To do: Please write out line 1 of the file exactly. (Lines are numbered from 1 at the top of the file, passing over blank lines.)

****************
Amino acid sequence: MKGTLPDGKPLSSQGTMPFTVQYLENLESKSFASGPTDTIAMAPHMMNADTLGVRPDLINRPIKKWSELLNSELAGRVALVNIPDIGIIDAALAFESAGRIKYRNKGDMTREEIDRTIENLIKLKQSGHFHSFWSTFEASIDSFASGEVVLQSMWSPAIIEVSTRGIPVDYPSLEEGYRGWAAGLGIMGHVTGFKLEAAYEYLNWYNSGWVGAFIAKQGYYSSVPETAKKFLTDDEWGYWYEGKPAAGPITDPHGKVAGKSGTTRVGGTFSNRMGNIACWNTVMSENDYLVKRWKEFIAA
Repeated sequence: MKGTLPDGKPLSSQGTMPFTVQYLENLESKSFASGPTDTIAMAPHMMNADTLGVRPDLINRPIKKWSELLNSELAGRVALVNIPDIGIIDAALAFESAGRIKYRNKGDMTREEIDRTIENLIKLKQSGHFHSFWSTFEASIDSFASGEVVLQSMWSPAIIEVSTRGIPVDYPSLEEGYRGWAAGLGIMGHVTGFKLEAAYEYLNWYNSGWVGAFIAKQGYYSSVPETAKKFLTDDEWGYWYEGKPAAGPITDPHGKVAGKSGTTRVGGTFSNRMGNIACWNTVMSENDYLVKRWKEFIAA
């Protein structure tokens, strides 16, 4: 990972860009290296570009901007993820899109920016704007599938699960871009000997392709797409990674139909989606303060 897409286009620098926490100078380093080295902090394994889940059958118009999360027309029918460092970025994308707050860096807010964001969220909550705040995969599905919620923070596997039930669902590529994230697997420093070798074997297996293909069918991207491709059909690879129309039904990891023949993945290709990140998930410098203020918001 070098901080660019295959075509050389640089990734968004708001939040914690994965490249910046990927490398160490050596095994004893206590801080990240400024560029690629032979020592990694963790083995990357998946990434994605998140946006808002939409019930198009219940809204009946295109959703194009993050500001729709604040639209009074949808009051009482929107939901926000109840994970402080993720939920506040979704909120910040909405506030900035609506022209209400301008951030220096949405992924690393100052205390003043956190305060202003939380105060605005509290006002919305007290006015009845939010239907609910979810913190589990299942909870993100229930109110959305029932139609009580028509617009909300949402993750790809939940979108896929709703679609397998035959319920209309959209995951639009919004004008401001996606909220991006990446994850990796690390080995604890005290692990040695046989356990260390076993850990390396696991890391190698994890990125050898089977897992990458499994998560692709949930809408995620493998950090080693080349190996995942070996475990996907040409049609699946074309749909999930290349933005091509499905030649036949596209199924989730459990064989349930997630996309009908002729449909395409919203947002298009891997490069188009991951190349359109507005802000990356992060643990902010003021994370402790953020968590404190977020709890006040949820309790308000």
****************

Amino acid sequence: MKGTLPDGKPLSSQGTMPFTVQYLENLESKSFASGPTDTIAMAPHMMNADTLGVRPDLINRPIKKWSELLNSELAGRVALVNIPDIGIIDAALAFESAGRIKYRNKGDMTREEIDRTIENLIKLKQSGHFHSFWSTFEASIDSFASGEVVLQSMWSPAIIEVSTRGIPVDYPSLEEGYRGWAAGLGIMGHVTGFKLEAAYEYLNWYNSGWVGAFIAKQGYYSSVPETAKKFLTDDEWGYWYEGKPAAGPITDPHGKVAGKSGTTRVGGTFSNRMGNIACWNTVMSENDYLVKRWKEFIAA